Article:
Director Mark Jackson’s drama is a chilly study in grief starring Catherine Keener as a war-zone photographer shattered by her experiences in Libya.
"All The Boys Love Mandy Lane" (Anchor Bay/Starz)
Director Jonathan Levine (full disclosure: Mr. Levine, when we met at the Sundance Film Festival in 2008, waxed highly effusive to me for minutes on end about what a fan he was of the print edition of "Premiere" magazine, which has tended to make me hold him in high esteem) has had to wait almost seven years for his 2007 debut to reach audiences, and he sounds pretty tired in the audio commentary for the movie. I found the film pretty good—a not uninteresting amalgam of John Hughes, Tobe Hooper and (spoiler alert!) (sort of) William March. The Blu-ray looks okay but I suspect it could have been better—at several junctures this feels like a halfhearted master off a digital intermediary, with the summer-sun lens flares of Darren Genet's cinematography registering well but the night scenes coming in for some slightly distracting noise.—B-
"The Eddy Duchin Story" (Twilight Time)
This is a relatively stolid musical drama for "lightly likable" director George Sidney, and as such hardly a funfest of "Harvey Girls" proportion. And the sight of 40-year-old Tyrone Power making like "gotta dance!" Gene Kelly, only here it's piano-playing not dancing, in the opening sequence is cringeworthy. But there are several reasons this biopic is a cult fave and hence ripe for Blu-ray: One is breathtaking Cinemascope and the other is an awful lot more Manhattan location shooting than was common in Hollywood films of the time (this one's 1954). The Central Park montage, about a half hour in, is worth the price of the disc. This transfer is not from totally pristine materials but it looks great for the most part. First-billed Kim Novak sports thinned-out eyebrows that mess with her signature look but is otherwise luscious. Certain buffs may speculate that the movie contains a plot twist (of sorts) that was later arguably lifted by Alfred Hitchcock in "Psycho." Or not. —B+
"In The Mouth of Madness" (Scream Factory)
Going through the Scream Factory Blu-ray reissues of John Carpenter's work I've been very pleasantly surprised how well once-dismissed or just underrated fare such as "Prince of Darkness" and "The Fog" played for me, so I had high hopes for this 1994 picture that Carpenter made from a screenplay by then-New Line executive Michael De Luca (full disclosure: I once had a pretty spirited dinner out with De Luca and a few mutual pals years back). Sadly, no. Carpenter's visual acumen—which here comes across most strongly in the montages rather than the framings, which is unusual—can't disguise the threadbare production values, which fail to convey whatever verisimilitude De Luca's more-confused-than-it-knows concept requires so as to make any impact. The resultant film is rather shockingly dreary, despite the varying tricks Carpenter pulls out of his cinematic kit bag. The transfer is solid, though, as is the audio, and the commentary with Carpenter and cinematographer Gary B. Kibbe is replete with cogently communicated tech-wonk detail.—B-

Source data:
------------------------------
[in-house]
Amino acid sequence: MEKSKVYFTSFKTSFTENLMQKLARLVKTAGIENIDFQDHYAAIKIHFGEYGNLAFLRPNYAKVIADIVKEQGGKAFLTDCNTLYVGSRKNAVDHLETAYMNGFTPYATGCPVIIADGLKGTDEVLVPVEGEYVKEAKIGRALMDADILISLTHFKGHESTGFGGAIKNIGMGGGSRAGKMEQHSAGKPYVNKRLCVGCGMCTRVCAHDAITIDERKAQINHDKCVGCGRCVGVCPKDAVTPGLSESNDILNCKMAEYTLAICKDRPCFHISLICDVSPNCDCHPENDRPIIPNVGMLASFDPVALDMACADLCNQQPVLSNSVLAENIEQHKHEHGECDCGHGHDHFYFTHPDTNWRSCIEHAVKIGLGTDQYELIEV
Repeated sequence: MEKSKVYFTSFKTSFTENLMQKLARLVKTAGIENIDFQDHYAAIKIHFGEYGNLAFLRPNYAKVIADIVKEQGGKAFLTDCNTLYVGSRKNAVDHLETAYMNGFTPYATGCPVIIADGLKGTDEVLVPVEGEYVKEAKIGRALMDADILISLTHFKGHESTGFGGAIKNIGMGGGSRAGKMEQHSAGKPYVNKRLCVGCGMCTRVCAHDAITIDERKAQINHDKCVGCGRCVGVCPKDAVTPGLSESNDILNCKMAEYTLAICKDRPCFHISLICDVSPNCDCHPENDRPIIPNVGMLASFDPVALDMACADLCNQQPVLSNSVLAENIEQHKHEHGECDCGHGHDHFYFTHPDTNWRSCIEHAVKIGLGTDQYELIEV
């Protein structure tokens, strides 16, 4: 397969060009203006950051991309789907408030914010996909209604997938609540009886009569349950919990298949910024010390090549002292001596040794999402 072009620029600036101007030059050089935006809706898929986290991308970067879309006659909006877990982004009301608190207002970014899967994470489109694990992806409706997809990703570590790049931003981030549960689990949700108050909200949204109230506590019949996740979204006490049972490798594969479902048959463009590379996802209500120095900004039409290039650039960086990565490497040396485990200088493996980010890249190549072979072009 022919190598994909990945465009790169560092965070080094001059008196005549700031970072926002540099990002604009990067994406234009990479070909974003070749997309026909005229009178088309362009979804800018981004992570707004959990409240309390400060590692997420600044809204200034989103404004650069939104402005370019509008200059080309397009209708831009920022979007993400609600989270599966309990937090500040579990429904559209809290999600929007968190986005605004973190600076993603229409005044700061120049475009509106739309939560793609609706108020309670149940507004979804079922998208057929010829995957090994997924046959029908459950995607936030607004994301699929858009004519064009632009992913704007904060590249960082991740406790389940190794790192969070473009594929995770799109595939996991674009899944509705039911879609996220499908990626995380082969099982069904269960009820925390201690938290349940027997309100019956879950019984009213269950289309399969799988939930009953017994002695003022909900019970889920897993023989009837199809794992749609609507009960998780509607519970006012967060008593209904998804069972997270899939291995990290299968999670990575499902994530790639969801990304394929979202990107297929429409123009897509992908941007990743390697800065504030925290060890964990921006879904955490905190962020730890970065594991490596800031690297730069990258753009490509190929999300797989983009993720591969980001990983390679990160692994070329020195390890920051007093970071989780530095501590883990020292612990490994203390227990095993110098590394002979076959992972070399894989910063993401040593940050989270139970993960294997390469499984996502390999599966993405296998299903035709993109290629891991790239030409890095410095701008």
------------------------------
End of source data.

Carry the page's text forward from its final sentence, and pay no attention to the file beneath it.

This high-def beauty yields a fascinating insight into Michael Mann's visual style: even when he had 35 mm film, he wanted digital. Check out the nightclub scene, before the start of Caan and Tuesday Weld's first "date". Look at the shots of the band, and the tavern window behind the band; Mann and cinematographer Donald Thorin use a diffusion filter (I presume) that renders the lights coming in from the street almost as giant rectangular pixels. It's a startling effect, one of many the Blu-ray of this groundbreaking 1981 movie reveals so vividly. The disc uses a 1995 commentary (recorded for the MGM laser disc!) with Mann and James Caan that's awkward and perfunctory a lot of the time, and replete with funny anecdotes some of the time; it's not up to the actual Criterion standard, but it's still a gem because Caan clearly hates the idea of the whole thing and at the end proclaims he'll never do another again. And as far as I can glean, he has not. —A
"Zulu" (Twilight Time)
First things first: This is a super-strong visual presentation of this arguably archetypal British action picture from 1964. The whole thing is beautiful, frame by bloody frame. Second things second: it's still a damned squirmy sit for me. Audio commentator Lem Dobbs sounds pretty irritated about charges of racism against the movie, and he's got a point—as a depiction of the tribal warriors and the situation they're in, the movie is extremely fair and scrupulous and doesn't truck in "noble savage" clichés. But the problems inherent in the very fact of the representation remain, if you know what I'm saying and I think you might. Of course, your mileage may vary in terms of Inhibition Of Entertainment Value. And to be fair, the battle sequences are still pretty much on this side of unbeatable. —A
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The first part in a four-part series on what film can teach us about the relationship between Israel and Palestine.
Scott Jordan Harris argues that disabled characters should not be played by able-bodied actors.
A report from SDCC on the Kickstarter "Star Trek" film, "Prelude to Axanar."